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Legalities of village ordinance questioned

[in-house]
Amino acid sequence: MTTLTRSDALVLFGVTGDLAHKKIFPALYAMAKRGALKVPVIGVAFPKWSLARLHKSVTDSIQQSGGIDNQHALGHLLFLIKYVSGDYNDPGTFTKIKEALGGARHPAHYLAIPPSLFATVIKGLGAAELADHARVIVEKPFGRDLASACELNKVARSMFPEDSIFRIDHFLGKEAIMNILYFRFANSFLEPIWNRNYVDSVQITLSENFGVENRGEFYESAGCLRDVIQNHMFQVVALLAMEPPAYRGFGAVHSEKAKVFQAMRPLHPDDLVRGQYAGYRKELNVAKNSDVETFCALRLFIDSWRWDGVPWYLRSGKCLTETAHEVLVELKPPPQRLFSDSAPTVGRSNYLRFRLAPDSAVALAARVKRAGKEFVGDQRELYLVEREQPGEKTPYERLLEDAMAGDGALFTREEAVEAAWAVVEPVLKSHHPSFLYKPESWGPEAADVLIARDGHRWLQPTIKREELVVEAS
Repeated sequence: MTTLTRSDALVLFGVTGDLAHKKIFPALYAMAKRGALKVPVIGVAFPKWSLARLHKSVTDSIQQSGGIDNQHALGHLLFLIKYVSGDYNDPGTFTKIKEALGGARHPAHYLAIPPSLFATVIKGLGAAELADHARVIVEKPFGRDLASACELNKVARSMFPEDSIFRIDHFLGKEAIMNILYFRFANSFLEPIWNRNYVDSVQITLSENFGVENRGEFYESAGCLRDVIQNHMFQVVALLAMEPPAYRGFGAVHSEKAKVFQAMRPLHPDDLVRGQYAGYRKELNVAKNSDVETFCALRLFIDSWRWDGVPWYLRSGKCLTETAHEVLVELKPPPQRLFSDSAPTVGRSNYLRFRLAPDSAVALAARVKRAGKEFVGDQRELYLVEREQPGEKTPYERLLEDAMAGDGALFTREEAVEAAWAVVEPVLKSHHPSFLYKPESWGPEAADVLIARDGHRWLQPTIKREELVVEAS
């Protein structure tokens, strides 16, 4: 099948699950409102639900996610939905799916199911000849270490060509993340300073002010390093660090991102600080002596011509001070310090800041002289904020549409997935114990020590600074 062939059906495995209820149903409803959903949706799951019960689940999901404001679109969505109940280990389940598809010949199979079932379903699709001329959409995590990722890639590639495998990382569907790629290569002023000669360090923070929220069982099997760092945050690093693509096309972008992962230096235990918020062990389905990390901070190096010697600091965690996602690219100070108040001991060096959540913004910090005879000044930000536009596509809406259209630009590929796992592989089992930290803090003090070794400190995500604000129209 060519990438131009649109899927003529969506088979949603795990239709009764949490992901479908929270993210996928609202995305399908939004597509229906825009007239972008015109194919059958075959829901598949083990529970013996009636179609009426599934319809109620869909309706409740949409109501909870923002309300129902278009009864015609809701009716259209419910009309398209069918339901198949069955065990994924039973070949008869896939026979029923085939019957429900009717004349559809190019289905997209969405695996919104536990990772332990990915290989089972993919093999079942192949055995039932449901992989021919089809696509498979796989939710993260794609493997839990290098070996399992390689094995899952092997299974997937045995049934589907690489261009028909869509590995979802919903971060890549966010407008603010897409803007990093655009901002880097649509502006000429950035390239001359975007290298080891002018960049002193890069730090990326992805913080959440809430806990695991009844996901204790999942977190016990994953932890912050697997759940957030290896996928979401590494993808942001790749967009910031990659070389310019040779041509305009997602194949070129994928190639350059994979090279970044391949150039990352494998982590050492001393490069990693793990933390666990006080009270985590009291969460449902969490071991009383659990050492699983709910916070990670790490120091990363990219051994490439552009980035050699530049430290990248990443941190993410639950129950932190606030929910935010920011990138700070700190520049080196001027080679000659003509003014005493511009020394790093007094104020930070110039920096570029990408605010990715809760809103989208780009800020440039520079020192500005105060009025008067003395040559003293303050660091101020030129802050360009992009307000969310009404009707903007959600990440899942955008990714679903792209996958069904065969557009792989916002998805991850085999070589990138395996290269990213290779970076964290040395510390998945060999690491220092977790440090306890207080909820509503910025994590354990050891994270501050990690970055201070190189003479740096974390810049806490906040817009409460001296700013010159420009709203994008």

Along with the uproar on South Orange's new "quality of life" ordinance that fines landlords who fail to evict unruly tenants, many students, landlords and legal experts are questioning the issue on whether such a law is constitutional. According to Attorney Paul Callan, a Seton Hall graduate and an expert in both civil and criminal litigation who has been a regular legal commentator on NBC, CBS, Fox and CNN, the South Orange ordinance may have a difficult time surviving a court challenge."I believe the statute specifically targets university students, renters, unrelated persons, and possibly poor people in violation of the United States Constitution, the New Jersey Constitution and New Jersey State Law," Callan said. "The Constitution frowns on statutes used to target unpopular groups. While improper conduct can be regulated, this ordinance singles out renters and owners of rental properties for special sanctions that are not imposed on owner occupants of Village property." Because the ordinance singles out owners of rental properties, Callan said he questions the legality of a provision that requires landlords to evict "specific categories of individuals." However, Village President Douglas Newman said a good amount of research went into this ordinance. "We believe that this is a town legal ordinance that would withstand scrutiny by a court," Newman said. Newman was unable to discuss the legalities of the subject. Yet, Village Attorney Steven Rother said that Callan's observations "confuse the preamble language of the ordinance with those persons who may ultimately be interdicted by the ordinance." Already in the fall semester, off-campus students are being issued violations. According to Associate Dean of Students Chris Kuretich, nine off-campus students have been issued summons by the South Orange Police Department since the beginning of the fall semester. If the students who have been issued the summons are renting property in South Orange, they they may be close to violating the Village ordinance. Rother said the need for the ordinance is due to the result of numerous incidents where students committed quality of life violations."This is a fact which is well documented by official records of the police department and by numerous complaints by the Board of Trustees over many years," he said. "The subsequent operative portions of the ordinance are neutral and don't target any particular group, much less students."Callan opposed this idea when he said the ordinance not only "discriminates ‘university students' by singling them out as a group," but also targets against the poor and minority population, because these people tend to rent rather than own houses."Property owners don't get thrown out of their homes when they misbehave. The ordinance could have the impact of reducing affordable housing (which is) in violation of New Jersey law," Callan said.In contrast, Rother said the problem of persistent quality of life violations by property owners is different from a landlord tenant relationship. "There is absolutely nothing in the ordinance which discriminates or in any way infringes upon any constitutional right," Rother said.Callan notes that while the ordinance makes specific reference to renters, university students and unrelated occupants of property, no reference is made to married occupants."The reference to unrelated occupants of property could arguably constitute discrimination against homosexuals in violation of the New Jersey Constitution," Callan said.Rother said the notion that the ordinance targets homosexuals is "particularly offensive, given the fact that the Board of Trustees passed a resolution supporting marriage equality." Callan said the ordinance has many constitutional problems. To test the legalities of the subject it would take someone to file a lawsuit against the Village, which could entail significant costs, he said.The singling out of rental property owners in the ordinance has caused landlords to fear the possibility of significant costs as well.Paul Brothers, a landlord who lives in Madison, but rents in South Orange, said he has rented to about 22 Seton Hall students in the past six years and currently rents to a group on Riggs Place."I've never had a problem at all," Brothers said.Although Brothers said he does not feel he will have a problem with the students he rents to because of their good behavior, he does fear the possibility of losing money if an eviction becomes necessary."It would be extremely difficult, if I had to evict somebody, to fill those spots if the semester has already started. It's almost impossible," Brothers said."When I try and do my lease, I try and do it from August to August so that in September it's occupied for the school year. If I had to evict somebody in October or November it would be extremely difficult to find someone to live in those homes."


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